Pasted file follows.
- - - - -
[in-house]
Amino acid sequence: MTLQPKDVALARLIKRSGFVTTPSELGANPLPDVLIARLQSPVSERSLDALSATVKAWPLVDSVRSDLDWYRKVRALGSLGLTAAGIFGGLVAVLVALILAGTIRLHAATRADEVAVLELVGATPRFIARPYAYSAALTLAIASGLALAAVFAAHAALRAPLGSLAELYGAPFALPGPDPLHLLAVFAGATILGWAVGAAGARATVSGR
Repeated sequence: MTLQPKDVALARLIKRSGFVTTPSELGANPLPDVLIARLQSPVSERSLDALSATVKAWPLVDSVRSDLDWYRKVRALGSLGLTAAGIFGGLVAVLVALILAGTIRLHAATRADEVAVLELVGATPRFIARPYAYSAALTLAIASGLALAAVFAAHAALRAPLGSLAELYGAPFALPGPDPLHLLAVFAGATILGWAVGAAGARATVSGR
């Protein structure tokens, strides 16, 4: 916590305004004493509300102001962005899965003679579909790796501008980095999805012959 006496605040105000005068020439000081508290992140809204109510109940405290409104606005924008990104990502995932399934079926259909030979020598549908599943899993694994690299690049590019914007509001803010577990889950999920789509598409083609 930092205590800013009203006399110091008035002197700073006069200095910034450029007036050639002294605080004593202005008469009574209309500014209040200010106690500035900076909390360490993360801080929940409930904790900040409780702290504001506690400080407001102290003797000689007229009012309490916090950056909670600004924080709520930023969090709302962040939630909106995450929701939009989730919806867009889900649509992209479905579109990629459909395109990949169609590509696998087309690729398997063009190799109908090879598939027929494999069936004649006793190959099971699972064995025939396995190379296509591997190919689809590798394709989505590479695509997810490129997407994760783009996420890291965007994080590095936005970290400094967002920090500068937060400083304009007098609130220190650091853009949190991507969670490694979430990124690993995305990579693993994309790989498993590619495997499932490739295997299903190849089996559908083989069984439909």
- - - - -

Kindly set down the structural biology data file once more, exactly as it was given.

[in-house]
Amino acid sequence: MTLQPKDVALARLIKRSGFVTTPSELGANPLPDVLIARLQSPVSERSLDALSATVKAWPLVDSVRSDLDWYRKVRALGSLGLTAAGIFGGLVAVLVALILAGTIRLHAATRADEVAVLELVGATPRFIARPYAYSAALTLAIASGLALAAVFAAHAALRAPLGSLAELYGAPFALPGPDPLHLLAVFAGATILGWAVGAAGARATVSGR
Repeated sequence: MTLQPKDVALARLIKRSGFVTTPSELGANPLPDVLIARLQSPVSERSLDALSATVKAWPLVDSVRSDLDWYRKVRALGSLGLTAAGIFGGLVAVLVALILAGTIRLHAATRADEVAVLELVGATPRFIARPYAYSAALTLAIASGLALAAVFAAHAALRAPLGSLAELYGAPFALPGPDPLHLLAVFAGATILGWAVGAAGARATVSGR
């Protein structure tokens, strides 16, 4: 916590305004004493509300102001962005899965003679579909790796501008980095999805012959 006496605040105000005068020439000081508290992140809204109510109940405290409104606005924008990104990502995932399934079926259909030979020598549908599943899993694994690299690049590019914007509001803010577990889950999920789509598409083609 930092205590800013009203006399110091008035002197700073006069200095910034450029007036050639002294605080004593202005008469009574209309500014209040200010106690500035900076909390360490993360801080929940409930904790900040409780702290504001506690400080407001102290003797000689007229009012309490916090950056909670600004924080709520930023969090709302962040939630909106995450929701939009989730919806867009889900649509992209479905579109990629459909395109990949169609590509696998087309690729398997063009190799109908090879598939027929494999069936004649006793190959099971699972064995025939396995190379296509591997190919689809590798394709989505590479695509997810490129997407994760783009996420890291965007994080590095936005970290400094967002920090500068937060400083304009007098609130220190650091853009949190991507969670490694979430990124690993995305990579693993994309790989498993590619495997499932490739295997299903190849089996559908083989069984439909």